Can you say Tame?

by Phyllis Irene Radford

We feed the birds.  A cache of sunflower seeds resides in the biggest plastic bucket we own right beside the back door.  During bear season—April to November—we bring the feeders in at sunset.  Bears don’t just steal the seeds, they trash the feeders.

This winter we’ve had raccoons and squirrels slurping seeds out of the feeder, so we moved it another foot away from the deck.  Slowed the raccoons down but not the squirrels.  They climb the post and cling upside down.

Now it seems we’ve adopted a new family of hungry critters.

Mama and her 2 babies who were new in April.  Who knew that deer like sunflower seeds?

This morning my dh stomped onto the deck in his bathrobe and slippers and removed the feeder.  The deer didn’t move.  Then they stood and glared at him through the glass doors for a half hour until guilt hit him square in the gut.  He put the feeder out again.

Sigh.  I guess we budget a lot more money for sunflower seeds this winter.

Here’s Mr. Chessie objecting to the deer steal seeds from HIS birds.  His tail is 3 times its normal bushiness

Phyllis Irene Radford is a founding member of the Book View Café.  Though raised in the seaports of America she was born in Portland, Oregon and has lived in and around the city since her junior year in high school.  She thrives in the damp and loves the tall trees.

For more about her and her fiction please visit her bookshelf here on BVC http://www.bookviewcafe.com/index.php/Phyllis-Irene-Radford/

Or her personal web page ireneradford.com

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About Phyllis Irene Radford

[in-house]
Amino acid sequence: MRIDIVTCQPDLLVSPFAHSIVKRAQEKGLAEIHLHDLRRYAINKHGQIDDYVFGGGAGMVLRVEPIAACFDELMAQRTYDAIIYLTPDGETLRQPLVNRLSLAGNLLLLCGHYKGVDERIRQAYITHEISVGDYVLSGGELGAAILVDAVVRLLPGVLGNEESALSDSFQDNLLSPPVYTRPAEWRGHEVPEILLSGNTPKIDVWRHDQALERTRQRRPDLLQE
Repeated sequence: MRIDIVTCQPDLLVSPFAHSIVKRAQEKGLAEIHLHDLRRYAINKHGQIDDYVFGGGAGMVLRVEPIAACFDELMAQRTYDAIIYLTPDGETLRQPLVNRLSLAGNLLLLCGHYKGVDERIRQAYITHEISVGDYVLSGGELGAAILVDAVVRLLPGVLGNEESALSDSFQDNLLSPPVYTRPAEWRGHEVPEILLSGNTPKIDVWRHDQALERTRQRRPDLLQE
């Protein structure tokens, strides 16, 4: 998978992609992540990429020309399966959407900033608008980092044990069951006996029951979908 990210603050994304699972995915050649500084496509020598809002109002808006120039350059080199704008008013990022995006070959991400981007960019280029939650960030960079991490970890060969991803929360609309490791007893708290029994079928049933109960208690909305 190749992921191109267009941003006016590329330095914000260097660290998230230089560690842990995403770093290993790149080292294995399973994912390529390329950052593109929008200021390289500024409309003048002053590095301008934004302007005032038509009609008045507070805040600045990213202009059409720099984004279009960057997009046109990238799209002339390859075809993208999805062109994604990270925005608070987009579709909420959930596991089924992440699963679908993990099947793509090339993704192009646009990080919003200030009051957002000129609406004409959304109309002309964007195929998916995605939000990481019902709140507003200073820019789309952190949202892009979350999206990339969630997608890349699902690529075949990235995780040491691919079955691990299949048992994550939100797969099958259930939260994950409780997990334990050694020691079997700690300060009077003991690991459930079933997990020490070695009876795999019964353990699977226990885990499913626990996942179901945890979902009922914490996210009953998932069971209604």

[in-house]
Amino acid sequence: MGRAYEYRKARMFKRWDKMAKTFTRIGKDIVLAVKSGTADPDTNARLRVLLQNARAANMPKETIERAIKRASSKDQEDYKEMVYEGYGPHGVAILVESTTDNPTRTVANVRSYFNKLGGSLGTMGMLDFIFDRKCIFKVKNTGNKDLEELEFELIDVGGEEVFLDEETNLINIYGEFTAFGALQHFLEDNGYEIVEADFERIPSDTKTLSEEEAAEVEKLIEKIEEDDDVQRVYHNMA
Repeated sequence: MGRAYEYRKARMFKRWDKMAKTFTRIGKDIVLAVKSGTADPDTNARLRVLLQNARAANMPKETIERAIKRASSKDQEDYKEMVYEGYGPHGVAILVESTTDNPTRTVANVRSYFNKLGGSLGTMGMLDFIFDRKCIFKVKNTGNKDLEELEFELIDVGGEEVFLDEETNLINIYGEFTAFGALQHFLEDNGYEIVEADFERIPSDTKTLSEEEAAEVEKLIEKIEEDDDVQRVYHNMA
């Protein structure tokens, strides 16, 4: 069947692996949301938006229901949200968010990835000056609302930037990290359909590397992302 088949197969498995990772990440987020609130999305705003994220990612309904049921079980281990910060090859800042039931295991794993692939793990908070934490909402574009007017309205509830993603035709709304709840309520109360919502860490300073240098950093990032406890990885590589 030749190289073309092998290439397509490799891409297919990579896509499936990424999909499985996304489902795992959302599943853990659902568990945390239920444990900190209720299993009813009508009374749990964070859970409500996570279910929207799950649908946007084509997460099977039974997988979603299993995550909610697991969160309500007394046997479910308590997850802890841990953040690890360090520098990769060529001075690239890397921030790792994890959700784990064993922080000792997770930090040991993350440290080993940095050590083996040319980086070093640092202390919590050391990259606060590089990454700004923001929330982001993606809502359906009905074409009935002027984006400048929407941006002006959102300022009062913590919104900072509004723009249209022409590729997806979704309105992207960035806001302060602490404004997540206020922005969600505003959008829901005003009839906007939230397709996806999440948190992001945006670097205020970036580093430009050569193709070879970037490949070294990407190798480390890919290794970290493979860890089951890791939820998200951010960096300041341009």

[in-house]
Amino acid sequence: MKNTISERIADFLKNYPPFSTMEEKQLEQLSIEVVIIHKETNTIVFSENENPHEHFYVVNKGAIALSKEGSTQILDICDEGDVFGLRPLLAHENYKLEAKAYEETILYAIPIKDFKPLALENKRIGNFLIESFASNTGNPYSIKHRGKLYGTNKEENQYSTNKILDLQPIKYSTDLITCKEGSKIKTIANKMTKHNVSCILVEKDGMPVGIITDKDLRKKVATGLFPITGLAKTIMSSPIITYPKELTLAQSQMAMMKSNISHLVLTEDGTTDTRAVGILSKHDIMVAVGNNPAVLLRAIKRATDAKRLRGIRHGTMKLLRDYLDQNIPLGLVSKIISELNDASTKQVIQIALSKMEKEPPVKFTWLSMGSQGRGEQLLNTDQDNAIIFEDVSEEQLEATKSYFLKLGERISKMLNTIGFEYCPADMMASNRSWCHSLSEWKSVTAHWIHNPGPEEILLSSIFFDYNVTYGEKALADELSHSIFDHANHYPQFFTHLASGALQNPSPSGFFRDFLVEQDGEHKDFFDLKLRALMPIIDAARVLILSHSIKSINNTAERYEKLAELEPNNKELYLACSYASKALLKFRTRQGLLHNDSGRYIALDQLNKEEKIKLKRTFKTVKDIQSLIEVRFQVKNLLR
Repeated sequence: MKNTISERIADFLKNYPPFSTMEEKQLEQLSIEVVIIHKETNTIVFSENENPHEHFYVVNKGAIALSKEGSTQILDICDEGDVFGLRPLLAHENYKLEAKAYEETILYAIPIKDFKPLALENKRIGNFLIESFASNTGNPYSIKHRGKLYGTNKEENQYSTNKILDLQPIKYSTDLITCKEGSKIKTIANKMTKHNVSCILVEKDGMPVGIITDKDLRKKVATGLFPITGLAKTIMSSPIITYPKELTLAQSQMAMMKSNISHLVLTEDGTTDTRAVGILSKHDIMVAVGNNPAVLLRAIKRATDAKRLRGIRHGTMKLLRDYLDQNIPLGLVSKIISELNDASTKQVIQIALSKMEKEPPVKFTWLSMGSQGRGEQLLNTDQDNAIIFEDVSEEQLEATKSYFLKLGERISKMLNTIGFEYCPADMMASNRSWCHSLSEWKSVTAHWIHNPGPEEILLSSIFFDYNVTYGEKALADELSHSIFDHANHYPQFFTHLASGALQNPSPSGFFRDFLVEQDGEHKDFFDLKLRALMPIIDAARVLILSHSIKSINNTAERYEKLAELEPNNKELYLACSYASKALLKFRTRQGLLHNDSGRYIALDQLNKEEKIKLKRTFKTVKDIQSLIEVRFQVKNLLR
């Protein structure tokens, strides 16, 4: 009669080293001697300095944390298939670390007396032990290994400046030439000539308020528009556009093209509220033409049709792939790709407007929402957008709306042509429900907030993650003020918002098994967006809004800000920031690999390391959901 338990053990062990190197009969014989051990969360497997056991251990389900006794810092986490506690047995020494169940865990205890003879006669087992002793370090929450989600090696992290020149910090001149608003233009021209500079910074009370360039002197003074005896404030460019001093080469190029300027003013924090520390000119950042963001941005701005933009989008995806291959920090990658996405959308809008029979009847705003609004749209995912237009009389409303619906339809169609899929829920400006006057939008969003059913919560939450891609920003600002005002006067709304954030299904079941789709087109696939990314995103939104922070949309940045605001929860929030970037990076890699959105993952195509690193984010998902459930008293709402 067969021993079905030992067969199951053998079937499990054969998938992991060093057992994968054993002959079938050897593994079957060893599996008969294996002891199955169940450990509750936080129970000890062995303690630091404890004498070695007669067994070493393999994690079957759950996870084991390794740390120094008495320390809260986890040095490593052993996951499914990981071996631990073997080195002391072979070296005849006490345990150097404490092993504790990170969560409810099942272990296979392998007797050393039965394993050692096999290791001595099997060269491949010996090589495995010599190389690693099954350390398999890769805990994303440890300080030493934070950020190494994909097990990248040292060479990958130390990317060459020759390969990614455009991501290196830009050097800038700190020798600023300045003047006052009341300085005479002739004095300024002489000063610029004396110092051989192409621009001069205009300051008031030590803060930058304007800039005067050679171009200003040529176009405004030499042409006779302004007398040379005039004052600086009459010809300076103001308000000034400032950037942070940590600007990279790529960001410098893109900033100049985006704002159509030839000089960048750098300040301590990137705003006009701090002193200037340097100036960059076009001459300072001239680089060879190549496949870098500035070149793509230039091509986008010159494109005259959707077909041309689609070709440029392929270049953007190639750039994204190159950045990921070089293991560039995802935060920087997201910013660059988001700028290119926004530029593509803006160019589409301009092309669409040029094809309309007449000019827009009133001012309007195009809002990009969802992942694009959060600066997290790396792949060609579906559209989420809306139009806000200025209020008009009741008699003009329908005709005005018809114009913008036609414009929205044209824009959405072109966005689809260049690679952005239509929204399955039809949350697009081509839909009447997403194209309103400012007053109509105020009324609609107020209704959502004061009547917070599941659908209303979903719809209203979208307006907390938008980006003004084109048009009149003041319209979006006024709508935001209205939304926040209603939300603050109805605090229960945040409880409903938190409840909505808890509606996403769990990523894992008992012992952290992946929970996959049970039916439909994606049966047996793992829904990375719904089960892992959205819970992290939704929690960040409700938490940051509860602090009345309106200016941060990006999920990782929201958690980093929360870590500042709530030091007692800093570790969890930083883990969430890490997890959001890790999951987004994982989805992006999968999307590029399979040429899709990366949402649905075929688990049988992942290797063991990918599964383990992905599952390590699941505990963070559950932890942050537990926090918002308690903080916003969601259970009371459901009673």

Irene Radford has been writing stories ever since she figured out what a pencil was for. A member of an endangered species—a native Oregonian who lives in Oregon—she and her husband make their home in Welches, Oregon where deer, bears, coyotes, hawks, owls, and woodpeckers feed regularly on their back deck. A museum trained historian, Irene has spent many hours prowling pioneer cemeteries deepening her connections to the past. Raised in a military family she grew up all over the US and learned early on that books are friends that don’t get left behind with a move. Her interests and reading range from ancient history, to spiritual meditations, to space stations, and a whole lot in between. Mostly Irene writes fantasy and historical fantasy including the best-selling Dragon Nimbus Series and the masterwork Merlin’s Descendants series. In other lifetimes she writes urban fantasy as P.R. Frost or Phyllis Ames, and space opera as C.F. Bentley. Later this year she ventures into Steampunk as someone else. If you wish information on the latest releases from Ms Radford, under any of her pen names, you can subscribe to her newsletter: www.ireneradford.net Promises of no spam, merely occasional updates and news of personal appearances.

Comments

Can you say Tame? — 4 Comments

  1. So it’s been a hard year there, too, eh? All that oil is a big temptation to them. Of course, the danger with a deer getting that cozy is that someone will walk up during Season and she’ll end up as venison stew.

    Maybe you need to investigate one of those movable art sculptures that vary their speed depending on the wind? Would motion frighten her off?

    My cat completely understands Mr. Chessie’s dilemma. Birds are good cat television — deer, not so much. Unless you can chase the deer — that’s fun!

  2. Deer, under the right circumstances, are appallingly bold. The deer at Skywalker Ranch, where my husband works, stand around on the softball field cropping grass and glaring at people driving by. “Yeah. So I’m a deer. Got a problem with that? Drive on, dude.”

    Think Bambi as a juvenile delinquent.

  3. They used to browse in my parents’ front yard in the evening and watch TV through the front windows.

    For their sake, you don’t want them to become too tame or too dependent on you, but you likely know that.